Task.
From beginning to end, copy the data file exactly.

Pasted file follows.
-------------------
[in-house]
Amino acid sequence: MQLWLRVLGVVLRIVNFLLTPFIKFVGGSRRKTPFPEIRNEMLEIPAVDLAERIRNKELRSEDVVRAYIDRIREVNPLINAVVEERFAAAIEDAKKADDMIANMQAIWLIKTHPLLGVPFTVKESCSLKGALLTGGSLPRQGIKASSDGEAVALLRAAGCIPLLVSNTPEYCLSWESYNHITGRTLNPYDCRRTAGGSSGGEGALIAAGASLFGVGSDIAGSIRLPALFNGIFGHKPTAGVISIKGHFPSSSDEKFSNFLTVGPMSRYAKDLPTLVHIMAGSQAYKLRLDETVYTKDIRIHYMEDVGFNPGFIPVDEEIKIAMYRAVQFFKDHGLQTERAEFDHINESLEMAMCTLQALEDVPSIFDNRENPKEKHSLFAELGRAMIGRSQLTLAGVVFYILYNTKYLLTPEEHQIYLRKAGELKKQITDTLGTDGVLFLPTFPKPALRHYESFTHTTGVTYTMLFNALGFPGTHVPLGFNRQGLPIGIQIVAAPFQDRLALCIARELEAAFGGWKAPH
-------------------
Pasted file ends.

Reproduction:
[in-house]
Amino acid sequence: MQLWLRVLGVVLRIVNFLLTPFIKFVGGSRRKTPFPEIRNEMLEIPAVDLAERIRNKELRSEDVVRAYIDRIREVNPLINAVVEERFAAAIEDAKKADDMIANMQAIWLIKTHPLLGVPFTVKESCSLKGALLTGGSLPRQGIKASSDGEAVALLRAAGCIPLLVSNTPEYCLSWESYNHITGRTLNPYDCRRTAGGSSGGEGALIAAGASLFGVGSDIAGSIRLPALFNGIFGHKPTAGVISIKGHFPSSSDEKFSNFLTVGPMSRYAKDLPTLVHIMAGSQAYKLRLDETVYTKDIRIHYMEDVGFNPGFIPVDEEIKIAMYRAVQFFKDHGLQTERAEFDHINESLEMAMCTLQALEDVPSIFDNRENPKEKHSLFAELGRAMIGRSQLTLAGVVFYILYNTKYLLTPEEHQIYLRKAGELKKQITDTLGTDGVLFLPTFPKPALRHYESFTHTTGVTYTMLFNALGFPGTHVPLGFNRQGLPIGIQIVAAPFQDRLALCIARELEAAFGGWKAPH